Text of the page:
I'm getting sick of my pickup just sitting there so I decided to commit to getting this done finally. For the past few months I have been compounding my project by buying more miscellaneous parts to add before I fire it up. The wiring and PCM changes are by far the most complicated part. I'll try to update this fairly regularly for updates, but bear with me as I work my way through.
I made a trip to rohner's to get a few other items for this project on wednesday, and now I think I have everything I need to install hardware wise. For some dumb reason Ford changed the airbox mounting bracket to a two bolt sometime between 95 and 97, because after pulling the airbox from a 5.0 out of the JY a few months back, I had to go back this week to pull the bracket from the 95.
My 97 bracket on the left, and the 95 on the right.
I am somewhat concerned about the intake tube rubbing on the back of the A/C compressor. Any thoughts on this?
I will try to drill new mounting holes for the airbox bracket to try to move it toward the cab on the inner fender. Without adding another piece of steel and still attach it to the fender I can only move it about an inch and still have a decent mounting location, because the inner fender bends in. This still may not be enough to get the intake tube behind the compressor.
Does anyone see an issue with the tube being right behind or rubbing on the back of the compressor? Does the back of the compressor get hot? If I file off the sharp edges will it be ok to rub a little bit?
Hard to tell what will be where with nothing hooked up.
Another option is after you have everything mounted and if it's still too close for comfort you can space up the air box mount as high as it will go before hitting the hood and it may give you a little more clearance.
I know it is hard to tell without it all mounted, but it is pretty much in the proper place. It does not sit above the compressor, but rather behind it. What I'm really wondering is if the back, top, corner of the A/C compressor gets hot. There are plenty of 5.0 intake tubes in the junkyard, but I'd rather not replace it if I melt/wear a hole in mine.
The other additions to my project that I really didn't mention before are gauges for wideband O2, oil temp, trans temp, and others that I can't remember right now. I think it is seven total; 4 of which will be on the A pillar. I will post more details on the gauges when I tear into all the parts boxes.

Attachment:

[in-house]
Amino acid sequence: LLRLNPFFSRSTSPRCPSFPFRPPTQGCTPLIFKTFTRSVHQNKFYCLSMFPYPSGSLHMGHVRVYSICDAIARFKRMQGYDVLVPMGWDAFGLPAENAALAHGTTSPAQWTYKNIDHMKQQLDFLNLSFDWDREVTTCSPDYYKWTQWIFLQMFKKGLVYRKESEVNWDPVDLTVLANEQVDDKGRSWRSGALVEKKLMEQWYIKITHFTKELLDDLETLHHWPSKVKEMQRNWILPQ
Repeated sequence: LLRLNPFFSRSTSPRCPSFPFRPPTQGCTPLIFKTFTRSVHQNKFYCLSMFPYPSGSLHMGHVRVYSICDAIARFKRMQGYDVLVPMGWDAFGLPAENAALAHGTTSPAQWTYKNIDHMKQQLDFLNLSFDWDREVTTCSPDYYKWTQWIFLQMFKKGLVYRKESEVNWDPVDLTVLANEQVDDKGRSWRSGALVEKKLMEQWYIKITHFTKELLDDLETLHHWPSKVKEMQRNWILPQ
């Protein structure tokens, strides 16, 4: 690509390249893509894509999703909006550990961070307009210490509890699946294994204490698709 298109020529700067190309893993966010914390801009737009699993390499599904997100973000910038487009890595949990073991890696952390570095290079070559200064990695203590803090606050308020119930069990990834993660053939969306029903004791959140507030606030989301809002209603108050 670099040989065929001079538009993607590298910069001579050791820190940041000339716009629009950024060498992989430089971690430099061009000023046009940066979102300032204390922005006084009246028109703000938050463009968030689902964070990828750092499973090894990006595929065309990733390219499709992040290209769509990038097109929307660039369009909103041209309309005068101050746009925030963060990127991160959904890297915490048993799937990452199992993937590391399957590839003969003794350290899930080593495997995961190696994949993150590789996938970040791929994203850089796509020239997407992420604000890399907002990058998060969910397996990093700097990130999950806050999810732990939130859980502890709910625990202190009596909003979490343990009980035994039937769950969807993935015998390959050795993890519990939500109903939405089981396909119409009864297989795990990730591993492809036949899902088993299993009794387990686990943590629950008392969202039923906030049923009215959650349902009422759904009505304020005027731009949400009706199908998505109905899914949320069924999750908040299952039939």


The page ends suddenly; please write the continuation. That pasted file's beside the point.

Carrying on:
Here is everything besides the air box swap that I will be installing for(along with) this MAF swap.
From left to right(roughly);
-Moates QH and hookups
-fiveology racing harness
-quad A-pillar gauge pod
-Glowshift Elite 10 fuel pressure, vacuum, trans temp, and wideband O2 sensor and gauge
-Innovate LC-2 wideband O2 sensor with controller and green LED gauge.
-Intellitronix green LED oil temp, and water temp gauges
-BBK 1706 fuel pressure regulator
-BBK twin 61mm throttle body.
I had posted some of this before but it is all here in one pic now. Keep in mind, not all of these things are necessary for a MAF swap, but I was getting the wideband stuff and went a little crazy on extras.
This post has been long enough already, by typing on my iPhone, so I'll end here. Feel free to question my decisions!
So I took a few more steps tonight after I got done bow hunting trying to find this huge nine point before firearm season starts on Saturday. I took out the y-pipe collector because I need to weld in bungs for my two wideband O2 sensors. There is decent spots in front of the factory narrowband spot that I will probably work out great. I put circles on it with a paint marker where I will most likely mount them. I wanted to mount them closer to the convergence point of all four cylinders on each header, but there is no safe place to do it and keep the sensor out of harms way(potentially).
The main thing I wonder about if I mount them right across from each other here, is that they are different distances downstream. Oh well. Now to explain why I am installing two widebands even though I would only need one for tuning. I initially thought that I would use the wideband from innovate to replace the stock sensor and use the narrowband output to send back to the EEC. After many emails back and forth with them, I determined the narrowband output is only simulated based on the wideband signal. The innovate rep and I determined it would be best to use the stock sensor for the EEC signal. So I am not exactly sure what gave me the idea to run two but I ended up buying the innovate kit with a green DB gauge, and as a part of my quad pod gauge set from Glowshift, I purchased their wideband gauge kit which comes with a sensor and data logging output. I just figured now since I have them both, I will test them for any differences for anybody else who might not want to spend the money on the expensive innovate kit. Thoughts? Sent from my iPhone using IB AutoGroup